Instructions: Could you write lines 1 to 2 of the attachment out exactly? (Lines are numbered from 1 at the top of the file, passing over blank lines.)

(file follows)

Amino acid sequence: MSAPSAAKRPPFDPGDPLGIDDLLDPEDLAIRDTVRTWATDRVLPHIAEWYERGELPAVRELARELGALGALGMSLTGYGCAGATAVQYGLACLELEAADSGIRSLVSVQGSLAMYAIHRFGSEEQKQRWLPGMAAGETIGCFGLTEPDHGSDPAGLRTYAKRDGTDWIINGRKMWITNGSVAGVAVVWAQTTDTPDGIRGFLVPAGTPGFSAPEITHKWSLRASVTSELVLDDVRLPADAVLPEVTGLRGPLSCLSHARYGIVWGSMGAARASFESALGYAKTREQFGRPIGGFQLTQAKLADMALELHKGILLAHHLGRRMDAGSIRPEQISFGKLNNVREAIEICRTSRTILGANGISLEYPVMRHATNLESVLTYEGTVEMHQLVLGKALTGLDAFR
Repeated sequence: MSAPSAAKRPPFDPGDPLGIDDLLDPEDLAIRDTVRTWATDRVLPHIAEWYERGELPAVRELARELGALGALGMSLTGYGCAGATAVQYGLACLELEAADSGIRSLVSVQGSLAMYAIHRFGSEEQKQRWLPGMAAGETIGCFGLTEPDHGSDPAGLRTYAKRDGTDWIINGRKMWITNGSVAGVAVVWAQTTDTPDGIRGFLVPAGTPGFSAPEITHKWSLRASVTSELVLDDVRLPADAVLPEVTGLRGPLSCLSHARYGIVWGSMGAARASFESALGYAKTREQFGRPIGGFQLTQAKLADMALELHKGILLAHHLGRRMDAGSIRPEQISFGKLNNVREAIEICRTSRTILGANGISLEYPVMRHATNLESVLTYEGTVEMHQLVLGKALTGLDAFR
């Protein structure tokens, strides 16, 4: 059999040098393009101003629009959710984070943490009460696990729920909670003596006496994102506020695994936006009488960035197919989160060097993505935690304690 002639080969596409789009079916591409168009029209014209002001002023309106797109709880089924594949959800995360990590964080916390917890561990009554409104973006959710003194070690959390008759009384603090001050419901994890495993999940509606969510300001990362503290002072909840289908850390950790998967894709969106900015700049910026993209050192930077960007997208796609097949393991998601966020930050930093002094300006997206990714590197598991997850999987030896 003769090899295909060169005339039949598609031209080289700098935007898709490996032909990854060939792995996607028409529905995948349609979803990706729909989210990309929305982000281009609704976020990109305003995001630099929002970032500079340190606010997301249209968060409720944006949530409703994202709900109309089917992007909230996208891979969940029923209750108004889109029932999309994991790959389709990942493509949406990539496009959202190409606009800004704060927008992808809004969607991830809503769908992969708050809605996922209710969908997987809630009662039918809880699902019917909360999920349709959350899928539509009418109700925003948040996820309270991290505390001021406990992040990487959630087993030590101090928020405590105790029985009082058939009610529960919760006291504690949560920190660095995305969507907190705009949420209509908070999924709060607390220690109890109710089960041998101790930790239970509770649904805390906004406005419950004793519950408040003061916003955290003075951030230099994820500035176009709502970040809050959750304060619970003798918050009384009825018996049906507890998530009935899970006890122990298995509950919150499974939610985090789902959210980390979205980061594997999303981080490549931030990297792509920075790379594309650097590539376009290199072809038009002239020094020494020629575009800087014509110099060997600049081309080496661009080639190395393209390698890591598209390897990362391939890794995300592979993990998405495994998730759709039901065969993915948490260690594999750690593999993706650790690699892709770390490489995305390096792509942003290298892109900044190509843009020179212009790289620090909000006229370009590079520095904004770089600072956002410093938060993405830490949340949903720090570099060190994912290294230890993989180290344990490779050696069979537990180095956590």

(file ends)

Amino acid sequence: MSAPSAAKRPPFDPGDPLGIDDLLDPEDLAIRDTVRTWATDRVLPHIAEWYERGELPAVRELARELGALGALGMSLTGYGCAGATAVQYGLACLELEAADSGIRSLVSVQGSLAMYAIHRFGSEEQKQRWLPGMAAGETIGCFGLTEPDHGSDPAGLRTYAKRDGTDWIINGRKMWITNGSVAGVAVVWAQTTDTPDGIRGFLVPAGTPGFSAPEITHKWSLRASVTSELVLDDVRLPADAVLPEVTGLRGPLSCLSHARYGIVWGSMGAARASFESALGYAKTREQFGRPIGGFQLTQAKLADMALELHKGILLAHHLGRRMDAGSIRPEQISFGKLNNVREAIEICRTSRTILGANGISLEYPVMRHATNLESVLTYEGTVEMHQLVLGKALTGLDAFR
Repeated sequence: MSAPSAAKRPPFDPGDPLGIDDLLDPEDLAIRDTVRTWATDRVLPHIAEWYERGELPAVRELARELGALGALGMSLTGYGCAGATAVQYGLACLELEAADSGIRSLVSVQGSLAMYAIHRFGSEEQKQRWLPGMAAGETIGCFGLTEPDHGSDPAGLRTYAKRDGTDWIINGRKMWITNGSVAGVAVVWAQTTDTPDGIRGFLVPAGTPGFSAPEITHKWSLRASVTSELVLDDVRLPADAVLPEVTGLRGPLSCLSHARYGIVWGSMGAARASFESALGYAKTREQFGRPIGGFQLTQAKLADMALELHKGILLAHHLGRRMDAGSIRPEQISFGKLNNVREAIEICRTSRTILGANGISLEYPVMRHATNLESVLTYEGTVEMHQLVLGKALTGLDAFR